European stocks survive the Trump earthquake



Al Ain News Agencies
On Friday’s close, European stocks succeeded in overcoming fears of US President Donald Trump’s infection with the Corona virus, which negatively affected most global stock markets.

European shares closed slightly higher, after a wave of losses in early trading.

The European “STOXX 600” index was supported, which closed higher with hopes of more stimulus in America, and the pressure on the European Central Bank to increase the stimulus after the negative inflation continued.

The European “STOXX 600” index rose 0.3% at the end of another volatile week, which started with a wave of profits in the affected sectors, which helped the benchmark index to post a weekly gain of 2%.

The European stock exchanges began the session with losses of more than 1% after Trump said that he and his wife Melania had contracted the Corona virus and went into quarantine, which increased the uncertainty surrounding the elections scheduled to take place on November 3.

What contributed to the stability of the markets at the close, hopes for more stimulus in the United States, after data showed that job growth slowed more than expected last September in the largest economy in the world.

Meanwhile, inflation in the Euro-Zone increased down into negative territory last month, raising pressure on the European Central Bank to increase stimulus.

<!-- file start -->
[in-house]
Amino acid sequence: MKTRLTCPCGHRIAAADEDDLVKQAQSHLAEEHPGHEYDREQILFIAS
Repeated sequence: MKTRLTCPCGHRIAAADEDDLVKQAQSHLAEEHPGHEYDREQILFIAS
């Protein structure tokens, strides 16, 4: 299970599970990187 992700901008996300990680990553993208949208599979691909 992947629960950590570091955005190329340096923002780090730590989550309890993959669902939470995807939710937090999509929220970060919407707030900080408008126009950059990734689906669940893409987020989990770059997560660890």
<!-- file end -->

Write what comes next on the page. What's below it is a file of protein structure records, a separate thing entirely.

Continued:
Exit negotiations

While the British “Financial Times 100” index rose 0.4% at the end of a busy week regarding Britain’s exit from the European Union.

The negotiations are still stalled at several sensitive files, such as how to manage the upcoming agreement, or also the eternal question about the guarantees demanded by the European Union, especially in the issue of government aid to avoid the emergence of an irregular economy on the other side of the Channel that can impose unfair competition.

Inflation is negative

European Central Bank Vice President Luis de Guindos said on Friday that eurozone inflation would remain negative for the rest of the year, after new data showed price growth reached its lowest level in four years.

“Inflation will be negative for the rest of the year … next year, we hope that it will recover,” de Guindos said in a speech.

The comments could be seen as a slight change in his views, as he had previously expected inflation to be negative or very close to zero for the rest of the year.


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